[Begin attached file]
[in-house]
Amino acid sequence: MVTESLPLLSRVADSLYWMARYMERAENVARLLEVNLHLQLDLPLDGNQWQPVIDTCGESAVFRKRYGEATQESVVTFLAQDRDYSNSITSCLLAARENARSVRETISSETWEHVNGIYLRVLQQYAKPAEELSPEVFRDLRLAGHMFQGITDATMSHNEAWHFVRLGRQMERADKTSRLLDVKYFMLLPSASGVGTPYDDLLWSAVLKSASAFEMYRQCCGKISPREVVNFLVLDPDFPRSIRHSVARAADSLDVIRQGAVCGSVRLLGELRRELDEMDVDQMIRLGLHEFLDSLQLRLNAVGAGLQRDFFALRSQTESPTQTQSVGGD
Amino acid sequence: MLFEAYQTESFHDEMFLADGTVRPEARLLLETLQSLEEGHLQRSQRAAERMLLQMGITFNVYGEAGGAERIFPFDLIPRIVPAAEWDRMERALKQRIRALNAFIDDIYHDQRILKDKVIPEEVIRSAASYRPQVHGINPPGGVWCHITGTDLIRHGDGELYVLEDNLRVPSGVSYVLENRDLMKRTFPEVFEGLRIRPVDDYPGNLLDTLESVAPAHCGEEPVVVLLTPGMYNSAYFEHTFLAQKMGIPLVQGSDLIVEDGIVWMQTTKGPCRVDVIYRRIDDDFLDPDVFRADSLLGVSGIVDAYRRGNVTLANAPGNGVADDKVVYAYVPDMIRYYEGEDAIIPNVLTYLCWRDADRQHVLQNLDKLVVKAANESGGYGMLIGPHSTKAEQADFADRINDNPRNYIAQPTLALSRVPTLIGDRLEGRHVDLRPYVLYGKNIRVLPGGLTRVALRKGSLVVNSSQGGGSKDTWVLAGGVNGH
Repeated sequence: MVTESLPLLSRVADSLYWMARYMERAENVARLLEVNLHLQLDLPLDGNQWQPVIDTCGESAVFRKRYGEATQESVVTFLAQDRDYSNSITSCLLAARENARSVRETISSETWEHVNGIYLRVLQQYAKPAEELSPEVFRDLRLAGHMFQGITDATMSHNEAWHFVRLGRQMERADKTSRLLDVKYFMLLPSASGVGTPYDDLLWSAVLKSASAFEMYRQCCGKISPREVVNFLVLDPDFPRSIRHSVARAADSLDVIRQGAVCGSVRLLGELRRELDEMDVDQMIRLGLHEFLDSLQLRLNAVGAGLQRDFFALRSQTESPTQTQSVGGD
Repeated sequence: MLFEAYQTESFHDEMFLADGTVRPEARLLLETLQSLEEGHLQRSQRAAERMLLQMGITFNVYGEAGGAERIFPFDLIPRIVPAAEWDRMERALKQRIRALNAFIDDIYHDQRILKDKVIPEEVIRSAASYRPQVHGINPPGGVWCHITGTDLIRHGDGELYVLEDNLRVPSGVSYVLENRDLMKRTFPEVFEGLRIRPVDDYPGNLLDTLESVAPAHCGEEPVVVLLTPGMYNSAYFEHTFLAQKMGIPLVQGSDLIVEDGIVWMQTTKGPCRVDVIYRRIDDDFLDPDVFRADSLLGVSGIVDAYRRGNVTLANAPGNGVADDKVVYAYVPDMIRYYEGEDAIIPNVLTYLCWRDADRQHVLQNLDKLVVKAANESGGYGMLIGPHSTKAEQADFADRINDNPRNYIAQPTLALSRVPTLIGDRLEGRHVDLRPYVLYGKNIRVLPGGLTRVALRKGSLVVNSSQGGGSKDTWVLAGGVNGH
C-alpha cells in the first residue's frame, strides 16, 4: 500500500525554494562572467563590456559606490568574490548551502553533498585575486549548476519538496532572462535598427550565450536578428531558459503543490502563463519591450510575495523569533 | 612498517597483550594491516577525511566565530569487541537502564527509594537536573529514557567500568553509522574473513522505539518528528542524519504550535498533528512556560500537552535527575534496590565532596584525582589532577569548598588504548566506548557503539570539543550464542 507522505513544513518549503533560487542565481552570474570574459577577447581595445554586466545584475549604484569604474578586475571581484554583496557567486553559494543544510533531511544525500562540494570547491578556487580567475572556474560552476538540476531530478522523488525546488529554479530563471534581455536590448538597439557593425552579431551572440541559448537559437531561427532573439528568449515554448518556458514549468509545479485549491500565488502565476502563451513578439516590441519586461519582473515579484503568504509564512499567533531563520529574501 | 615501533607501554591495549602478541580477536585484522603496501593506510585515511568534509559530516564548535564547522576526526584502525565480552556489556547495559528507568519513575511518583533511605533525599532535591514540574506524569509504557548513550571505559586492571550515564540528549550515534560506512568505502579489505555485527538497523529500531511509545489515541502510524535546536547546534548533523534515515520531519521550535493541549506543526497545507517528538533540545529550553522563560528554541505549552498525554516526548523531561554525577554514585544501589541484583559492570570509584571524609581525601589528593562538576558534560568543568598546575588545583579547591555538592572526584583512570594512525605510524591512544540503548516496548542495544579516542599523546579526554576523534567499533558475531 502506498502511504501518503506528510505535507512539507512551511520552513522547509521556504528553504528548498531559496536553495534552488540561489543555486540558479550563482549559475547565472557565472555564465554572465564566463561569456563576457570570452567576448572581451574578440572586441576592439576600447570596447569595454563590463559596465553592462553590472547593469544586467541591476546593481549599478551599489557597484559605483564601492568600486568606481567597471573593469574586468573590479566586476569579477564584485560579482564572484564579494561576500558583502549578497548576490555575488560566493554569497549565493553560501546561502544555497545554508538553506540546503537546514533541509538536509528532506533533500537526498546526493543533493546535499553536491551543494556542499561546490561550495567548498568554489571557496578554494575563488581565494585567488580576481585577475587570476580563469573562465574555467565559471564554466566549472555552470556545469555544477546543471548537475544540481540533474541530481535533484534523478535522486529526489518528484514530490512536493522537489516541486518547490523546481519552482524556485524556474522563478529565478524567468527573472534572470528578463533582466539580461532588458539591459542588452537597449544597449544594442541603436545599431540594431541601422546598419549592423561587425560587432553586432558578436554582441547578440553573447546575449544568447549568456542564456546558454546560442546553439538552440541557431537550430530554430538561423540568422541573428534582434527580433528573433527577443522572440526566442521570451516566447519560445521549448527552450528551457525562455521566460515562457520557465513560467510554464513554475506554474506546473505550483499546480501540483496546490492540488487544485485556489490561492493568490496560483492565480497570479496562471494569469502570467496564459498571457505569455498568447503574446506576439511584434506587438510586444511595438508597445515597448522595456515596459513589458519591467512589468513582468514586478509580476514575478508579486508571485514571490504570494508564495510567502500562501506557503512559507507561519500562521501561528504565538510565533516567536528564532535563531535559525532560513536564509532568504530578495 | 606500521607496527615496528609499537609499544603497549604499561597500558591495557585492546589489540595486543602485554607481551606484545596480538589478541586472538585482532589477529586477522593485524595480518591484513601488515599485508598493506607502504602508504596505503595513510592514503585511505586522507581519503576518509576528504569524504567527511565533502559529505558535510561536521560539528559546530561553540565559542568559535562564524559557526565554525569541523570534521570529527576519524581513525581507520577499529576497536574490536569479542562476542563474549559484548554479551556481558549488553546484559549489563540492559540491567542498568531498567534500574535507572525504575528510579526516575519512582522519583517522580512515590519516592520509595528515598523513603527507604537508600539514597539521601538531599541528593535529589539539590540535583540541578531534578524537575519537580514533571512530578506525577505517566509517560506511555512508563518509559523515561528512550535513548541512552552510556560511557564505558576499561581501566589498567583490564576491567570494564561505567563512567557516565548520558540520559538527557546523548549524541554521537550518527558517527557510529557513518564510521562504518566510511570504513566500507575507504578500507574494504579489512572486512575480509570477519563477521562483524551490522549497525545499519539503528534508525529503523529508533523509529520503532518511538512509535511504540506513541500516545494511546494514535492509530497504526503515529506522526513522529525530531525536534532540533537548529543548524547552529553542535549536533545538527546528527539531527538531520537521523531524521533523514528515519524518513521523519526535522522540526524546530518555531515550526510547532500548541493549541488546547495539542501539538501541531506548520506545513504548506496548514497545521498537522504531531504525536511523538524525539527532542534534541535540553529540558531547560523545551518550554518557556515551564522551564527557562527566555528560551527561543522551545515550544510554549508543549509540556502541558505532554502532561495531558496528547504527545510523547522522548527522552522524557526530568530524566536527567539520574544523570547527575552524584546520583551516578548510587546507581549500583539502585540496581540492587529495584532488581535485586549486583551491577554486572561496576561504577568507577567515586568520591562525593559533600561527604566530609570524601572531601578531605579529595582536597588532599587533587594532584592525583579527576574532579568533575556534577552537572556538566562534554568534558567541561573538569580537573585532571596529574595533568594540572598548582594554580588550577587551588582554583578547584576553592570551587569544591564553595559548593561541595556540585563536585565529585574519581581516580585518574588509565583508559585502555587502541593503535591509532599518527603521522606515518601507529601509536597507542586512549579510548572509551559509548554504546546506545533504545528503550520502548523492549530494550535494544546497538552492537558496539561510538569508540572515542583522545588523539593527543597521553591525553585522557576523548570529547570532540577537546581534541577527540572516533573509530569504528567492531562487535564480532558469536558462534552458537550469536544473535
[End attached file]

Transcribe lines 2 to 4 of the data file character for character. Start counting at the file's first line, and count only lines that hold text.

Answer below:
Amino acid sequence: MVTESLPLLSRVADSLYWMARYMERAENVARLLEVNLHLQLDLPLDGNQWQPVIDTCGESAVFRKRYGEATQESVVTFLAQDRDYSNSITSCLLAARENARSVRETISSETWEHVNGIYLRVLQQYAKPAEELSPEVFRDLRLAGHMFQGITDATMSHNEAWHFVRLGRQMERADKTSRLLDVKYFMLLPSASGVGTPYDDLLWSAVLKSASAFEMYRQCCGKISPREVVNFLVLDPDFPRSIRHSVARAADSLDVIRQGAVCGSVRLLGELRRELDEMDVDQMIRLGLHEFLDSLQLRLNAVGAGLQRDFFALRSQTESPTQTQSVGGD
Amino acid sequence: MLFEAYQTESFHDEMFLADGTVRPEARLLLETLQSLEEGHLQRSQRAAERMLLQMGITFNVYGEAGGAERIFPFDLIPRIVPAAEWDRMERALKQRIRALNAFIDDIYHDQRILKDKVIPEEVIRSAASYRPQVHGINPPGGVWCHITGTDLIRHGDGELYVLEDNLRVPSGVSYVLENRDLMKRTFPEVFEGLRIRPVDDYPGNLLDTLESVAPAHCGEEPVVVLLTPGMYNSAYFEHTFLAQKMGIPLVQGSDLIVEDGIVWMQTTKGPCRVDVIYRRIDDDFLDPDVFRADSLLGVSGIVDAYRRGNVTLANAPGNGVADDKVVYAYVPDMIRYYEGEDAIIPNVLTYLCWRDADRQHVLQNLDKLVVKAANESGGYGMLIGPHSTKAEQADFADRINDNPRNYIAQPTLALSRVPTLIGDRLEGRHVDLRPYVLYGKNIRVLPGGLTRVALRKGSLVVNSSQGGGSKDTWVLAGGVNGH
Repeated sequence: MVTESLPLLSRVADSLYWMARYMERAENVARLLEVNLHLQLDLPLDGNQWQPVIDTCGESAVFRKRYGEATQESVVTFLAQDRDYSNSITSCLLAARENARSVRETISSETWEHVNGIYLRVLQQYAKPAEELSPEVFRDLRLAGHMFQGITDATMSHNEAWHFVRLGRQMERADKTSRLLDVKYFMLLPSASGVGTPYDDLLWSAVLKSASAFEMYRQCCGKISPREVVNFLVLDPDFPRSIRHSVARAADSLDVIRQGAVCGSVRLLGELRRELDEMDVDQMIRLGLHEFLDSLQLRLNAVGAGLQRDFFALRSQTESPTQTQSVGGD